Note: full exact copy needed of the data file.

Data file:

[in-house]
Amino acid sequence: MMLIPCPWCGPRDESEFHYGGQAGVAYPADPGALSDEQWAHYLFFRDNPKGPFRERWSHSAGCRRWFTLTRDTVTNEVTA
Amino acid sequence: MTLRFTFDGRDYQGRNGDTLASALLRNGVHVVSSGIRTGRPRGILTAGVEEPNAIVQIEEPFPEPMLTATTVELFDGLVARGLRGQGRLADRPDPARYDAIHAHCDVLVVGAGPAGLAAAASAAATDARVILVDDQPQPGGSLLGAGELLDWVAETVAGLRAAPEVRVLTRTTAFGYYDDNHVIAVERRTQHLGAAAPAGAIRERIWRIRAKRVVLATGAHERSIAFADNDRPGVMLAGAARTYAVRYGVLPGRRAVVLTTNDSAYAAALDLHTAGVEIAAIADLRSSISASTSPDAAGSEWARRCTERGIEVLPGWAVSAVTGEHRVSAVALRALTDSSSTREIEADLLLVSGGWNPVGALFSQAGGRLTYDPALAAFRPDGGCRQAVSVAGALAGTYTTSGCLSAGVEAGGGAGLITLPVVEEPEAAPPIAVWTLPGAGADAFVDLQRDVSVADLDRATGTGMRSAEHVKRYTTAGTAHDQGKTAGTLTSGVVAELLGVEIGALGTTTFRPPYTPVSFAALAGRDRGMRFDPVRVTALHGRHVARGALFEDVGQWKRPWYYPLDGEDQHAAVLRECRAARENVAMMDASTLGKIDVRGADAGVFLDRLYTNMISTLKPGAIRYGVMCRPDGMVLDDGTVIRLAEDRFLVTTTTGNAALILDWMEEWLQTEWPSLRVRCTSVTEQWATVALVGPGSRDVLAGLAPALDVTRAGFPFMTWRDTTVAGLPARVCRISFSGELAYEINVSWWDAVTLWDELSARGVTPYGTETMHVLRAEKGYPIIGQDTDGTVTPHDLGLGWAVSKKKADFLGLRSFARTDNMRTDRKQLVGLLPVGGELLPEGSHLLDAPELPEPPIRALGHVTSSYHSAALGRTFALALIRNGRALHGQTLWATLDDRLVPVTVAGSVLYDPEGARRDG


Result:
[in-house]
Amino acid sequence: MMLIPCPWCGPRDESEFHYGGQAGVAYPADPGALSDEQWAHYLFFRDNPKGPFRERWSHSAGCRRWFTLTRDTVTNEVTA
Amino acid sequence: MTLRFTFDGRDYQGRNGDTLASALLRNGVHVVSSGIRTGRPRGILTAGVEEPNAIVQIEEPFPEPMLTATTVELFDGLVARGLRGQGRLADRPDPARYDAIHAHCDVLVVGAGPAGLAAAASAAATDARVILVDDQPQPGGSLLGAGELLDWVAETVAGLRAAPEVRVLTRTTAFGYYDDNHVIAVERRTQHLGAAAPAGAIRERIWRIRAKRVVLATGAHERSIAFADNDRPGVMLAGAARTYAVRYGVLPGRRAVVLTTNDSAYAAALDLHTAGVEIAAIADLRSSISASTSPDAAGSEWARRCTERGIEVLPGWAVSAVTGEHRVSAVALRALTDSSSTREIEADLLLVSGGWNPVGALFSQAGGRLTYDPALAAFRPDGGCRQAVSVAGALAGTYTTSGCLSAGVEAGGGAGLITLPVVEEPEAAPPIAVWTLPGAGADAFVDLQRDVSVADLDRATGTGMRSAEHVKRYTTAGTAHDQGKTAGTLTSGVVAELLGVEIGALGTTTFRPPYTPVSFAALAGRDRGMRFDPVRVTALHGRHVARGALFEDVGQWKRPWYYPLDGEDQHAAVLRECRAARENVAMMDASTLGKIDVRGADAGVFLDRLYTNMISTLKPGAIRYGVMCRPDGMVLDDGTVIRLAEDRFLVTTTTGNAALILDWMEEWLQTEWPSLRVRCTSVTEQWATVALVGPGSRDVLAGLAPALDVTRAGFPFMTWRDTTVAGLPARVCRISFSGELAYEINVSWWDAVTLWDELSARGVTPYGTETMHVLRAEKGYPIIGQDTDGTVTPHDLGLGWAVSKKKADFLGLRSFARTDNMRTDRKQLVGLLPVGGELLPEGSHLLDAPELPEPPIRALGHVTSSYHSAALGRTFALALIRNGRALHGQTLWATLDDRLVPVTVAGSVLYDPEGARRDG